Wall Street analysts, by and large, agree that 's exit fromits international generation business is EPS dilutive in the near term, butwill eliminate an earnings overhang as the company focuses on its core holdings.
Duke Energy entered into two separate deals Oct. 10 tosell its LatinAmerican assets to China ThreeGorges Corp. and ISquared Capital for about $2.4 billion in combined cash and assumeddebt. Analysts estimate that Duke Energy has approximately $750 million in debtat the international business.
The deals are subject to regulatory approvals in Brazil andChina and other customary closing conditions, and are expected to close withintwo to four months.
"[W]e view the decision favorably from a longer-termstrategic standpoint as we believe it will reduce [Duke Energy's] earningsvariability and better allow management to focus on the company's core domesticutility franchises," Wells Fargo analyst Neil Kalton wrote in an Oct. 11flash report.
Duke Energy said in February that it was of and itspower generation assets. The company, however, is holding on to its 25% equity investment in Saudi Arabianmethanol producer National Methanol Co.
The international business presented an in 2015, based onnegative movements inthe foreign exchange rate and hydrology concerns. Despite improvement in recentmonths, Duke Energy pressed forward with its decision to sell the business andfocus more on its regulated holdings.
"With the divestiture of remaining [Latin American]assets, [Duke Energy] will have essentially returned to a fully-regulated U.S.utility, with a gas infrastructure growth platform now that the acquisition has beenclosed, which provides incremental LDC or midstream opportunities,"Guggenheim Securities LLC analyst Shahriar Pourreza wrote in an Oct. 10 report.
The company plans to use proceeds from the transactions toreduce its holding-company debt. Wells Fargo estimates that the debt reductionwill offset approximately 3 to 5 cents of the 25 cents of lost internationalEPS.
SunTrust Robinson Humphrey reduced its 2017 and 2018 EPSestimates for Duke Energy to $4.67 from $4.81 and $4.90 from $5.02,respectively. However, the brokerage on Oct. 11 raised its price target to $80from $79 based on the elimination of overhang from expected earnings dilutiontogether with the latest utility peer valuations.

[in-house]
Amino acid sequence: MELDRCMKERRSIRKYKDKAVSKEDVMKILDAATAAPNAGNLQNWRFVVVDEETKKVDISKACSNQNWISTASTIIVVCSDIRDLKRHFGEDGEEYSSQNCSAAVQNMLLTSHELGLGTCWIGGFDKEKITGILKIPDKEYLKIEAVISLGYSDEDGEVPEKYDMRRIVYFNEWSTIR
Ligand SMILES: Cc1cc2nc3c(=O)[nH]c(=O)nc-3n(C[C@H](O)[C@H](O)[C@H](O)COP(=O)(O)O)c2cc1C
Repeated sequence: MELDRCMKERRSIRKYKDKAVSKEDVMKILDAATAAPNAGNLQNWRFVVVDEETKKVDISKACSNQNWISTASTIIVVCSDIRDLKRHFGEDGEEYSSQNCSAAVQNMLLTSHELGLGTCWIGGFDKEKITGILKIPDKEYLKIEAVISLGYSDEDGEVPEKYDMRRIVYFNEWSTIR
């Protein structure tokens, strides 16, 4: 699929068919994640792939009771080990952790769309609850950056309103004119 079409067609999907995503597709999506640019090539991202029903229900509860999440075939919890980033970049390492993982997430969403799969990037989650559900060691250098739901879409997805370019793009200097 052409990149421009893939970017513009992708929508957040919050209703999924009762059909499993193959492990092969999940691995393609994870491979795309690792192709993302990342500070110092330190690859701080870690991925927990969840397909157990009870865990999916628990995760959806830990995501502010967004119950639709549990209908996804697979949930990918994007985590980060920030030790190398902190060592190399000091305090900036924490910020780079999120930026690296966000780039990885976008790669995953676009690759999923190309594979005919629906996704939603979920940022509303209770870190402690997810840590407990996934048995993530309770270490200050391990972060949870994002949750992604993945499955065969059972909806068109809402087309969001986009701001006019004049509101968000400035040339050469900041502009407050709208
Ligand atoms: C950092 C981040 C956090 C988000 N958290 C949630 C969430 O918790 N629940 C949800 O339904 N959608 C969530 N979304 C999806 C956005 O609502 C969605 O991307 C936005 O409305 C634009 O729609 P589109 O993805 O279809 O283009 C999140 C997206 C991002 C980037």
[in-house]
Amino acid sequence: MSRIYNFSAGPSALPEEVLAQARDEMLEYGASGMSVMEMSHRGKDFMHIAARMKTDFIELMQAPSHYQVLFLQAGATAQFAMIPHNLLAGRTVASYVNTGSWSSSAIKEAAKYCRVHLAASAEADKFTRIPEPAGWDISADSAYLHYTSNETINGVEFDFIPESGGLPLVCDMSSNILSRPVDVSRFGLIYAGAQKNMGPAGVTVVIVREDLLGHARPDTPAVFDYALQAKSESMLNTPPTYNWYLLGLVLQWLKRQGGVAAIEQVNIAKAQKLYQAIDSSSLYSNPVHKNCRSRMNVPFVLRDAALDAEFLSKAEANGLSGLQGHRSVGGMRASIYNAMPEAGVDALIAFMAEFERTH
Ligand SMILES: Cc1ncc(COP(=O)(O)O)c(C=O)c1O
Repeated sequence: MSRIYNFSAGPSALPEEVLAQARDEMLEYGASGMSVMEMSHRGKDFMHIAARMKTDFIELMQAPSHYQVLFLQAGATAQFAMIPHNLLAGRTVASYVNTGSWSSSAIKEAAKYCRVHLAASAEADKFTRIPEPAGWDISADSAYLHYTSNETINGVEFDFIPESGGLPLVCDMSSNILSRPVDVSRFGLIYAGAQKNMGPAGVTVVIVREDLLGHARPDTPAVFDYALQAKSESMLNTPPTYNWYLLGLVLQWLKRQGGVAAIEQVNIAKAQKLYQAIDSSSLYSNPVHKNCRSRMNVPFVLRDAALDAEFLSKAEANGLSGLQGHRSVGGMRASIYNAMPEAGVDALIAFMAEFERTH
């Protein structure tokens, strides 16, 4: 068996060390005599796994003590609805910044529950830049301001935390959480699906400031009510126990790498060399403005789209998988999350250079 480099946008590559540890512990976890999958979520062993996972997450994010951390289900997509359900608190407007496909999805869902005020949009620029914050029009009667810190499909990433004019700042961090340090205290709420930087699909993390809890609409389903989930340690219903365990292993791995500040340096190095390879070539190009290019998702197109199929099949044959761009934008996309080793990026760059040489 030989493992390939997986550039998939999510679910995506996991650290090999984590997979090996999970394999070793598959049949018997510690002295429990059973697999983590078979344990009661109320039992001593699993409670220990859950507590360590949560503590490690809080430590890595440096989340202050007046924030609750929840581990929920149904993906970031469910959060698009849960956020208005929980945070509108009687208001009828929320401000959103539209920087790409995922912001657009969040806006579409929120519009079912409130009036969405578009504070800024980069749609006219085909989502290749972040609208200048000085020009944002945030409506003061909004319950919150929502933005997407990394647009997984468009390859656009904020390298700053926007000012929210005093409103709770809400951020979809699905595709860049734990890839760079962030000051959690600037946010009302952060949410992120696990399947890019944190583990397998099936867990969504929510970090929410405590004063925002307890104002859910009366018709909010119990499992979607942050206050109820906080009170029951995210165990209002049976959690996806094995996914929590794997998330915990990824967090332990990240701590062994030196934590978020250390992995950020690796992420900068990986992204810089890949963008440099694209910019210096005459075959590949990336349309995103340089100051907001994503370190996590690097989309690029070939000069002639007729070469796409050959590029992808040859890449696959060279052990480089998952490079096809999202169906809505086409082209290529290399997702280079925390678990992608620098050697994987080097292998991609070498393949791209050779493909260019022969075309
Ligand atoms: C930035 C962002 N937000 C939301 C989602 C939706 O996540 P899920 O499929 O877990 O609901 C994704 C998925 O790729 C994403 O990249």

Analyst Ali Agha wrote that the sale adds $440 million inincremental cash to Duke Energy's planned redeployment of cash from itsinternational operations. The company already assumed the of $1.2 billion in cashover the next five years, Agha noted.
"[O]ur calculations suggest that the International saleis $0.20 dilutive to annual earnings, while the Piedmont acquisition is$0.06-$0.08 accretive to annual earnings," Agha wrote.
Evercore ISI, which lowered its price target to $80 from$81, said the overall international transaction is 16 cents dilutive to DukeEnergy's earnings based on the loss of international EPS offset by a 9-centincrease in EPS from lower interest costs.
"The proceeds are less than the $2.5 [billion]'placeholder' sale price we had in our prior forecast, but only impacts ourearnings estimate by ~$0.04," Evercore ISI analyst Greg Gordon wrote in anOct. 11 report.
Evercore ISI said it is maintaining its 2016 EPS estimate of$4.60 but lowering its 2017 and 2018 estimates by 5 cents to $4.55 and $4.80from $4.60 and $4.85, respectively.
UBS Securities LLC said the sale price for Duke Energy'sinternational assets was above the firm's initial expectations of $1.8 billion,while the Brazil assets could have fetched more, based on exchange rate andenergy price improvement.
UBS analyst Julien Dumoulin-Smith said the sale is"incrementally accretive" by 2 cents per share versus initialexpectations, resulting in a net dilution of 22 cents off the 2016 estimatedEPS base. This dilution is offset by approximately 12 cents of net EPSaccretion from the Piedmont deal, the analyst wrote in an Oct. 10 report.
"With both critical portfolio transitions underway, wesee clear path towards reiterating the longer-term EPS growth guidance, likelywith greater clarity on the near term," Dumoulin-Smith wrote. "We maintainour confidence in ratebase growth ultimately translating to EPS growth."
Duke Energy executives said in February that the company's core businesses are"well-situated to grow within 4% to 6% off of their 2016 base of $4.30 pershare" through 2020.
Duke Energy's stock closed at $77.06 on Oct. 10 and wastrading down on Oct. 11.